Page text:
are we couldn't record it either!
The one foot recording is
designed to bring out the fine details of the noise. Use this recording
with caution! Although more detailed, it may not represent how the subject
sounds in actual use. It is best to listen to this recording after you
have listened to the one meter recording.
The Earth Watts may be aimed squarely at the (emerging?) Green computing market,
and worthy of praise on other merits. It's highly
efficient thanks to an 80 Plus certified design, it has excellent electronics
(as demonstrated by our rigorous electrical tests), and it's pretty quiet
too. Pricing is also very good for a good quality power supply. There's much to like here, and very little to dislike.
Still, we're not really sold on the "Green" aspects of the Earth Watts.
High efficiency, active PFC, and the required RoHS compliance all make good
selling points for the Green conscious, but these features are not unique
to the Earth Watts all of these are hallmarks of good quality power supplies,
"Green" or not. And how much impact does the extra efficiency
have, anyway? We're all for efficiency and being environmental friendliness, but
we find it hard to believe that the energy saved by the extra efficiency is
all that great, especially at the 40~60W level that a well-designed system should
idle at. The 6~8W difference between 60% and 70% efficiency at this level just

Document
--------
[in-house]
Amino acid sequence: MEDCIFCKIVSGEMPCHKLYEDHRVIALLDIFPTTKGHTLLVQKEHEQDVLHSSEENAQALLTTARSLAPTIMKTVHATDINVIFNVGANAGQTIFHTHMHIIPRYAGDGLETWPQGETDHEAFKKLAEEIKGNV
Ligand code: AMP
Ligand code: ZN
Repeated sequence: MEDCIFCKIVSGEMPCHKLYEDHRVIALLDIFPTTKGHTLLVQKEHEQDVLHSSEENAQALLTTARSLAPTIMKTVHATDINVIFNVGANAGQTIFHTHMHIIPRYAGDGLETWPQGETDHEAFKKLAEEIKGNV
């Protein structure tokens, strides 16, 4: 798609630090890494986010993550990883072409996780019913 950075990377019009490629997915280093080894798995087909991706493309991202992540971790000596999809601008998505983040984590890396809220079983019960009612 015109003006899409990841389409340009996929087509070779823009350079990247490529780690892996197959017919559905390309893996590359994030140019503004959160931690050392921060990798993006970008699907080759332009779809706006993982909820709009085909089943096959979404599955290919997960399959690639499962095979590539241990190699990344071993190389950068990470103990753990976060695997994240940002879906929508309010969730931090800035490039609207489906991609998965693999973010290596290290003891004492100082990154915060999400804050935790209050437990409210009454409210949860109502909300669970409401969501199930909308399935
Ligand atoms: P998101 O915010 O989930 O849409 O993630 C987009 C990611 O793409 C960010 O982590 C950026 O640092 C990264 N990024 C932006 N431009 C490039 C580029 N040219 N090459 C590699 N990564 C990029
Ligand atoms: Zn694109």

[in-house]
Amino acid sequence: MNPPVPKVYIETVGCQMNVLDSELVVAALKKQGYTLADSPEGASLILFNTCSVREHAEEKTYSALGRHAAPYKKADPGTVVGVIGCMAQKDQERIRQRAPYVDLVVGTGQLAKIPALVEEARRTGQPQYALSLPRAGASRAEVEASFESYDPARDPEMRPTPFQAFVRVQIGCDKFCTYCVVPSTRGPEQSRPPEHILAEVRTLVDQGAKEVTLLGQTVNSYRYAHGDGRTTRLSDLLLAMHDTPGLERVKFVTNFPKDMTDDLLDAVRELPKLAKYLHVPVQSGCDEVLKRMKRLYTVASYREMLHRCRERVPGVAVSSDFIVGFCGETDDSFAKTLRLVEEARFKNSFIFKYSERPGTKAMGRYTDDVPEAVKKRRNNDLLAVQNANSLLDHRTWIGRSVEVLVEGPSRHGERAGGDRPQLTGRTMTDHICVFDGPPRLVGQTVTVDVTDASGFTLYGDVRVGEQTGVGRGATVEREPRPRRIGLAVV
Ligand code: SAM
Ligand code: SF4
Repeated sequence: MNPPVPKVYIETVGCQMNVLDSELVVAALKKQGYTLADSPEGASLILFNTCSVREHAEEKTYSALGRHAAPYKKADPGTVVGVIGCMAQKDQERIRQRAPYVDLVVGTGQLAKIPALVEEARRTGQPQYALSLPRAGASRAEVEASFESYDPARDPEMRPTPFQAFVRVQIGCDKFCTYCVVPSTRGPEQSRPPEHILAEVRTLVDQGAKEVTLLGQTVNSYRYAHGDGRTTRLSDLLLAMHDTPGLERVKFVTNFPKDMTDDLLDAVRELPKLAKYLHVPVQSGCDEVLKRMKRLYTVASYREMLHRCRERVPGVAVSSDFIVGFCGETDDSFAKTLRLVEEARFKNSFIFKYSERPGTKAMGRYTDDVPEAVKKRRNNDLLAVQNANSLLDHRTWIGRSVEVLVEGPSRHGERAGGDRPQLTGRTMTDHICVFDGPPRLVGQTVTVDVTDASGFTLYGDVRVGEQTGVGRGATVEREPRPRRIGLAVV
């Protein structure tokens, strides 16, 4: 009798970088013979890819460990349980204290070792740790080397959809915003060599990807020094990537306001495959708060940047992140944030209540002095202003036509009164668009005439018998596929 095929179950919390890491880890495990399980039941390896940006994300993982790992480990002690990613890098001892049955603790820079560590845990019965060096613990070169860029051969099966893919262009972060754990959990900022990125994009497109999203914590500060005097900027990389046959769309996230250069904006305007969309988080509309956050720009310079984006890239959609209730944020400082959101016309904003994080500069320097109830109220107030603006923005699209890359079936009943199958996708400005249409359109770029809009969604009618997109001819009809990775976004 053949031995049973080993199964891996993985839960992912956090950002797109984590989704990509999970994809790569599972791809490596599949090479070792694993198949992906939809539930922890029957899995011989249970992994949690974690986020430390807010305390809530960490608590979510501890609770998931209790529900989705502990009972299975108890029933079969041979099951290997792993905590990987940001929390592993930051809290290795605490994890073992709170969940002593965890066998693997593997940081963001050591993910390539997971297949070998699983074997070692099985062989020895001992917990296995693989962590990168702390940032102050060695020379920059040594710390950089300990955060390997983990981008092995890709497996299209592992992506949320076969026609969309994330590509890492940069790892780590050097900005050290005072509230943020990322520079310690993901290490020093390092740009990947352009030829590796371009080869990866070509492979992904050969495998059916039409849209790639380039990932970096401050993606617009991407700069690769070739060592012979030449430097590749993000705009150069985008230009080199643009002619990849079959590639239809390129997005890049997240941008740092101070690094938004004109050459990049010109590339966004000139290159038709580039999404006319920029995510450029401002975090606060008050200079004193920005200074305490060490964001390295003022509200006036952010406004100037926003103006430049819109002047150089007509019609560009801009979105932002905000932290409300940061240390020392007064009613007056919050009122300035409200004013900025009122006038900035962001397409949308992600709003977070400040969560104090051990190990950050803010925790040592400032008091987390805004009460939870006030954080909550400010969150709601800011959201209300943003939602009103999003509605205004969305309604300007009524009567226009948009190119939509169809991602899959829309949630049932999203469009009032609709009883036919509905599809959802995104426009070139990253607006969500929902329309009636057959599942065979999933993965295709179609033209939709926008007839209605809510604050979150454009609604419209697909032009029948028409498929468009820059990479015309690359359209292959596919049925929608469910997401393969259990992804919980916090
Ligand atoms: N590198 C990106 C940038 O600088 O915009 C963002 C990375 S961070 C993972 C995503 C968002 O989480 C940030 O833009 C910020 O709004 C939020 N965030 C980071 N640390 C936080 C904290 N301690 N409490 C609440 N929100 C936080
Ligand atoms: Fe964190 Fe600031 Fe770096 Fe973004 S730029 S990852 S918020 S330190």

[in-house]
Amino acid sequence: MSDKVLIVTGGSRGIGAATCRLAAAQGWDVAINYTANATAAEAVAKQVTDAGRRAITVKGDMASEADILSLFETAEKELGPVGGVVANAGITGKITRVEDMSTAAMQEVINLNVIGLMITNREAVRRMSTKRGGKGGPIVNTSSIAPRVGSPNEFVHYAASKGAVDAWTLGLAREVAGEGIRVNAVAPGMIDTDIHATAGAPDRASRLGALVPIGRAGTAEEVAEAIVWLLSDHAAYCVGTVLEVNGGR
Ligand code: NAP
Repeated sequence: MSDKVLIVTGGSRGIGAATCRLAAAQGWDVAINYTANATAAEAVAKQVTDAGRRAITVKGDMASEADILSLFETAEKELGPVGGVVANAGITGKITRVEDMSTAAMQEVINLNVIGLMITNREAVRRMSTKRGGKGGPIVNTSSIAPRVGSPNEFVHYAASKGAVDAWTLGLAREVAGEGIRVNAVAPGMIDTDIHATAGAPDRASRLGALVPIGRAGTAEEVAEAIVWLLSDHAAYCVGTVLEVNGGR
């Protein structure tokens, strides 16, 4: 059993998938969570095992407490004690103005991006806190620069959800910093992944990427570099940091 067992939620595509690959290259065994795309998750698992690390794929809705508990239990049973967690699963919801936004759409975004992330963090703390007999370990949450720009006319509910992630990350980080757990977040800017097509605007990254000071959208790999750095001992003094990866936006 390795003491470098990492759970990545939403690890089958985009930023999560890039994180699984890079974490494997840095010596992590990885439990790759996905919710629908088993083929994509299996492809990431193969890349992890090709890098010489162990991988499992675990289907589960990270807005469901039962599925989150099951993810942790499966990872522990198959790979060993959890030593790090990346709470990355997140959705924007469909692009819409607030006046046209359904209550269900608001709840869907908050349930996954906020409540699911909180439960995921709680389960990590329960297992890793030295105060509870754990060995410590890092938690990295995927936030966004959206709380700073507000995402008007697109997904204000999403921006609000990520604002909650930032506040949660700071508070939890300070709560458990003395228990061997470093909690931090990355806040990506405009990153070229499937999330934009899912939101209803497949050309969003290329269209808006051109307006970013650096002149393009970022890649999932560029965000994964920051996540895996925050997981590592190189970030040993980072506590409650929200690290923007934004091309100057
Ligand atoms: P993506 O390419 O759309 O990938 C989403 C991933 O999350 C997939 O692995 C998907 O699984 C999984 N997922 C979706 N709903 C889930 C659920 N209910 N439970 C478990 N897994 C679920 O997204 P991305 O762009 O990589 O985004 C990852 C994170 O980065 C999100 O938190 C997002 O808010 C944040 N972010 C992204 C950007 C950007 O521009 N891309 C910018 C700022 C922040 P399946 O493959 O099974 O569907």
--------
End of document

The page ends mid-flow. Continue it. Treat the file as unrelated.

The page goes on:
doesn't seem like much. It's certainly not enough to justify buying a replacement
power supply if the environment has to bear the cost of putting the old power
supply in a landfill.
On the other hand, if you're in the market for a new power supply, and
your needs run towards the thrifty and the efficient rather than the flashy
and the powerful, the Earth Watts may be one of the best there is. To our knowledge,
the 380W model is the smallest 80 Plus certified power supply on the retail
market at the moment.
So, of Antec's two "efficient" PSU models (the Neo HE and the Earth
Watts), which would we choose? That's a tough question because it depends on
your priorities. There's no doubt that the Earth Watts is the more efficient
of the two, but it's equally clear that the Neo HE has less residual noise.
This being Silent PC Review, we'd lean towards the Neo HE, especially
for lower power systems where the lower efficiency is less significant and the
fan is unlikely to ramp up. For more powerful systems, the choice is less clear:
Do you go with the lower residual noise of the Neo HE, or do you get the Earth
Watts so that the fan is quieter when the system is under load? Much depends
on how noisy the rest of the system is.
The Earth Watts seems best suited to systems where absolute silence
is not the goal. It's quiet enough for general use, especially in mid-range
gaming systems where the graphics card is likely to drown out any noise from
the power supply unless the fan ramps up. Extreme silencers may prefer a Neo
HE, and high-end enthusiasts will no doubt want one of Seasonic's designer power
supplies, but the Earth Watts seems like a good quality mainstream choice.
SPCR Articles of Related Interest:
Power Supply Fundamentals & Recommended
Power Distribution within Six PCs
SPCR PSU Test Rig V.4
FSP Green PS
Seasonic S12 Energy Plus
Antec NeoHE 430
Silverstone Element Plus ST50EF-Plus
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this article in the SPCR Forums.